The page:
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Scaphoid – Absent Passages

Scaphoid
Absent Passages
by Dave "That Metal Guy" Campbell at 15 September 2020, 12:22 PM

From their Bandcamp page, “in a way, “Absent Passages” is the most apt moniker for this collection of songs. Multi-instrumentalist Matt Hobart credits instrumental metal as a primary inspiration but notes that, as much as the concept has always drawn him in, he has found himself long in search of a specific stylistic approach that had eluded him. One of his goals is to find that sweet spot, and as a result “Absent Passages” represents the sound that has burned within Hobart’s heart and mind without any previous outlet to represent it. Ultimately, what “Absent Passages” does is present a bridge from its titular lack to a place of fulfillment, a launching point for more detailed exploration of themes and soundscapes that were heretofore untraveled. The album contains eight tracks.

“Marauder” leads off the album. Clean, alluring guitars open the song, followed by bass and drums. It’s a light and dreamy sound, with heavy bass accents. Some lead guitars come in, adding layers to the song as it moves along. The layers continue to build through the end. “Shores of Ruin” has a similar sound. It’s charming and ethereal, with acoustic guitars and lead distorted guitars working in synergy with the bass and drums. Some darker and heavier tones come in towards the end. “None so Blind” features some of those same ethereal tones. He builds them nicely, but the songs are starting to blend together a bit. At around the half-way mark, the instrumentation is thick, and the number of layers Matt adds here is impressive.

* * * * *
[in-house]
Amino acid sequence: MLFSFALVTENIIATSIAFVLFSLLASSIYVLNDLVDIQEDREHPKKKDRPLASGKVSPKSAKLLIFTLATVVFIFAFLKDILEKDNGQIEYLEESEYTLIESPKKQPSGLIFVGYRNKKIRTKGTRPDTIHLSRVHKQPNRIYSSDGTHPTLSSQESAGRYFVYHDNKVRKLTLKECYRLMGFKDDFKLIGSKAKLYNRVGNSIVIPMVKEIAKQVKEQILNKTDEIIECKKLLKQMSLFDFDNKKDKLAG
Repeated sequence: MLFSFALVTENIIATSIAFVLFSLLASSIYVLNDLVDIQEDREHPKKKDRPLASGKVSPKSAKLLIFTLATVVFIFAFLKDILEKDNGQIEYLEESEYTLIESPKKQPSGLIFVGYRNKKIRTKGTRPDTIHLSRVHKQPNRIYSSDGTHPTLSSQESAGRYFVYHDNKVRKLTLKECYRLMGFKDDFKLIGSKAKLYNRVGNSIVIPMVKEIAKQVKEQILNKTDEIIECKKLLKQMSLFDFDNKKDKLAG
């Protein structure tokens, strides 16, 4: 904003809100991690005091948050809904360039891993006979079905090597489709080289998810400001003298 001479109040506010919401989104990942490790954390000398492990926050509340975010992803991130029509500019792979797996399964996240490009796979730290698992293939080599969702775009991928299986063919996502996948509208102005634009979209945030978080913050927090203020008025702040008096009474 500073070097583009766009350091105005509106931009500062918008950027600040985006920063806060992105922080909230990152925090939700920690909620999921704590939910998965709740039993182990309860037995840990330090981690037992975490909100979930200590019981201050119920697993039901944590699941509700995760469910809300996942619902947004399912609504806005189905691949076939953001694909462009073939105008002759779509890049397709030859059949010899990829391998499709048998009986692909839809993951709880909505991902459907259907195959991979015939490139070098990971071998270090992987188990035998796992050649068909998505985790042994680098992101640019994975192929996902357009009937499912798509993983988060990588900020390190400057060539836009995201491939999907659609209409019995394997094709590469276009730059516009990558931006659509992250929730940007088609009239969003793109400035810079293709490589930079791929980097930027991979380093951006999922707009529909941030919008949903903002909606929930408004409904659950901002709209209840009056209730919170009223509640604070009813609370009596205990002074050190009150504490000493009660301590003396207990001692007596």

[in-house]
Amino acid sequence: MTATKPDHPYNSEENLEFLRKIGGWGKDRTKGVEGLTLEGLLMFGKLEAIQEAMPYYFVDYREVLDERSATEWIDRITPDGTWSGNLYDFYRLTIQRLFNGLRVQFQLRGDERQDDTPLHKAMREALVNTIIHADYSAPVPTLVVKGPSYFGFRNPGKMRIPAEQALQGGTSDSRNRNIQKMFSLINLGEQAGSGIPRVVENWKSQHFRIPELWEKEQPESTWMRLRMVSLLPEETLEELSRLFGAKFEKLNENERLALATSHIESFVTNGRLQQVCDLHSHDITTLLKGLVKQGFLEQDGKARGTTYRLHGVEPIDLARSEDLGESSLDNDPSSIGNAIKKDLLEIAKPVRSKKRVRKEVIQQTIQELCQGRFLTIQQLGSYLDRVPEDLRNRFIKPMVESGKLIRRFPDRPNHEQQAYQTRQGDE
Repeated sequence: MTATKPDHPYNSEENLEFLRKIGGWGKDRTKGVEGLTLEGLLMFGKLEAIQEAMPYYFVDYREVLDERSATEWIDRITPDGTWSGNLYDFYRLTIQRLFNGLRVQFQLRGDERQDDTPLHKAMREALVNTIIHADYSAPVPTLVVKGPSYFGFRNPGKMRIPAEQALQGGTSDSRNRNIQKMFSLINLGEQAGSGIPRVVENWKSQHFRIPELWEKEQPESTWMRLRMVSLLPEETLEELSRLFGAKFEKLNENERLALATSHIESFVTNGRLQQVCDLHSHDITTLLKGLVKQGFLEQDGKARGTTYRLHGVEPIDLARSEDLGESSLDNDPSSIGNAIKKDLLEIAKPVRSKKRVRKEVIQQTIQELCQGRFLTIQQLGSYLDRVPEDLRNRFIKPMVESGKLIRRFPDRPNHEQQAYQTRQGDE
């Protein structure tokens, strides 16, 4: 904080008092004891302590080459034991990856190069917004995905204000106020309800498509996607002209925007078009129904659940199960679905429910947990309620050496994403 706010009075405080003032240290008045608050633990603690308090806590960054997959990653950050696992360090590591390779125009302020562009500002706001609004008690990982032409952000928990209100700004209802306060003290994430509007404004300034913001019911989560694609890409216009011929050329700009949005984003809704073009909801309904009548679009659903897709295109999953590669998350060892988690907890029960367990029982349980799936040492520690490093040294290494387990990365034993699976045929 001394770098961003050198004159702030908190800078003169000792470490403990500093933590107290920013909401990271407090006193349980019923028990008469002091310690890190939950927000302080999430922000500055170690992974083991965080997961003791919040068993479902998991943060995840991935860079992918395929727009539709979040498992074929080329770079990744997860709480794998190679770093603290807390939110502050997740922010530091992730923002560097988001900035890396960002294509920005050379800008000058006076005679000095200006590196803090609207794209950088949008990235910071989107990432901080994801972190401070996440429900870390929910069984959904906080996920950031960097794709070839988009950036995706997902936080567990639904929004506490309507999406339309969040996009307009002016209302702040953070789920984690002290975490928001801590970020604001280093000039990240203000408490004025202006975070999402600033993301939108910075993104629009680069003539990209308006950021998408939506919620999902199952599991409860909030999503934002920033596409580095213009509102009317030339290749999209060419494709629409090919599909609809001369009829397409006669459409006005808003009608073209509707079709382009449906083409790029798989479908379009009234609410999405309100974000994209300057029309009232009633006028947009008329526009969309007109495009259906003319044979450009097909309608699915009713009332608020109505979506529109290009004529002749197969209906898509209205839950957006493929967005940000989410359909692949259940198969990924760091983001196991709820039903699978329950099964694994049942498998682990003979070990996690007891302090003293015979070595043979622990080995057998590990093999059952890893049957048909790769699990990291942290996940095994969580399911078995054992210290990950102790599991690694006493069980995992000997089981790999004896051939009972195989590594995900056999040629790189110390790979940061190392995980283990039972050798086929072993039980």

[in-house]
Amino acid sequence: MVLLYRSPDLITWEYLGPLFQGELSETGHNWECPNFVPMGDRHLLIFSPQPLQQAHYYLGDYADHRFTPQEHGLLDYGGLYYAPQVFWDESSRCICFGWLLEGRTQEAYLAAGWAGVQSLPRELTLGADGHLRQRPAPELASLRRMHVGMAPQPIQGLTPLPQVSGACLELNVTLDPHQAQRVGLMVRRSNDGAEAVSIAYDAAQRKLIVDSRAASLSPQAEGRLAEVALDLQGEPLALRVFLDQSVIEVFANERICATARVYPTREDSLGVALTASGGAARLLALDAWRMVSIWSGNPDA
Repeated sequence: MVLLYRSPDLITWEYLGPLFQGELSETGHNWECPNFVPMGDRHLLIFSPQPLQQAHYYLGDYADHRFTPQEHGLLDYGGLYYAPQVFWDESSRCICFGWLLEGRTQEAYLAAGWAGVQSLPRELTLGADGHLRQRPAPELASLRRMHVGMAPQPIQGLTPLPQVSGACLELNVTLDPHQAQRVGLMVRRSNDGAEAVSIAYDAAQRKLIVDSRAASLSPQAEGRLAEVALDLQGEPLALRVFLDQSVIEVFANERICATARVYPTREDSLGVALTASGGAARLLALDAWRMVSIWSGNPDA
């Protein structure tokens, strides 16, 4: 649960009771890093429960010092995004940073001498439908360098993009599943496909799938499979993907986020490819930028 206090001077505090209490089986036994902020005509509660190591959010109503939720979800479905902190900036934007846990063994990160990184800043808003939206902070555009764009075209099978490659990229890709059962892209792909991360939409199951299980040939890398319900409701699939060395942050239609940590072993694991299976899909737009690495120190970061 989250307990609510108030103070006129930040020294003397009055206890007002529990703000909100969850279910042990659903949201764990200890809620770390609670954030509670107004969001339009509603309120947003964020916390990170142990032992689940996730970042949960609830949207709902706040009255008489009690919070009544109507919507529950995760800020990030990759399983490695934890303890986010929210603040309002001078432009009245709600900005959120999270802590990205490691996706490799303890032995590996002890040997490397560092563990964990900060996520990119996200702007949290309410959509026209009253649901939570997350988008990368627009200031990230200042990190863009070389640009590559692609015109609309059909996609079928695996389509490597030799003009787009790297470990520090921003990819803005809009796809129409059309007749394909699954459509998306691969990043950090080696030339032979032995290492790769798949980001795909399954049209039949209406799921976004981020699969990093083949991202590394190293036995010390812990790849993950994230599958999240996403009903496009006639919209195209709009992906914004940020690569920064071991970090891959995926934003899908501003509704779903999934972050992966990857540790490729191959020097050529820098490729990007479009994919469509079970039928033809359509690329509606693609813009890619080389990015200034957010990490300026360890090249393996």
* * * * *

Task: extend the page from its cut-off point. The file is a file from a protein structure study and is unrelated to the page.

“Memlpomene” opens with a slower groove, and more straightforward melodies. As it moves along, the melodies shine brightly, and it’s clear that Matt has a strong sense of songwriting. “Celestial Ego” features a more weighted bass line than some of the previous tracks. The lead guitar notes ring with reverb, and the song slowly pulls you into his world, and there is no going back. Those heavy bass thuds are juxtaposed with the lead guitars, but somehow the yin and yang work. There is a long piano and clean guitar passage at the end, showcasing yet again Matt’s songwriting prowess. “The Coldness of Clarity” opens with pretty piano notes, a melancholy sound, and a good deal of background atmosphere. The drums are very light, allowing the music to flow. The song is aptly titled, as you do get a sense of coldness here, and it can indeed make you have clarity. The piano notes in the second half of the song are very nice.

“The Narrows” is a shorter song, clocking in at just over three minutes in length. It builds with thick bass guitar notes and clean lead guitars. The overall mood is quite somber. This time, the drums show some skill, with some well-timed fills and cymbal work. “Infrastricken” closes the album, and it’s a beast, at over 14-minutes in length. Choppy bass lines open the song, along with some guitar riffing. It begins with a more positive, but still a bit dark, sound. Again, layers are added as the song moves along. It waxes and wanes as well, gathering steam for a grand ending with a long fade-out.

Overall, I found the album to be quite pleasing, and the layers are so complex that you need to listen to the several times to find the depth of his sound here. When you consider how personal the songs are from the composer, you can hear his personality in the songs for sure. They ooze out into the music, which is both melancholy and hopeful at the same time. I recommend this for fans of all music, because it will touch you for sure.

Songwriting: 9
Musicianship: 8
Memorability: 8
Production: 8

https://scaphoid.bandcamp.com/

4 Star Rating

Tracklist:
1. Marauder
2. Shores of Ruin
3. None so Blind
4. Memlpomene
5. Celestial Ego
6. The Coldness of Clarity
7. The Narrows
8. Infratstricken
Lineup:
Matt Hobart – All Music
Record Label: Shunu Productions
     


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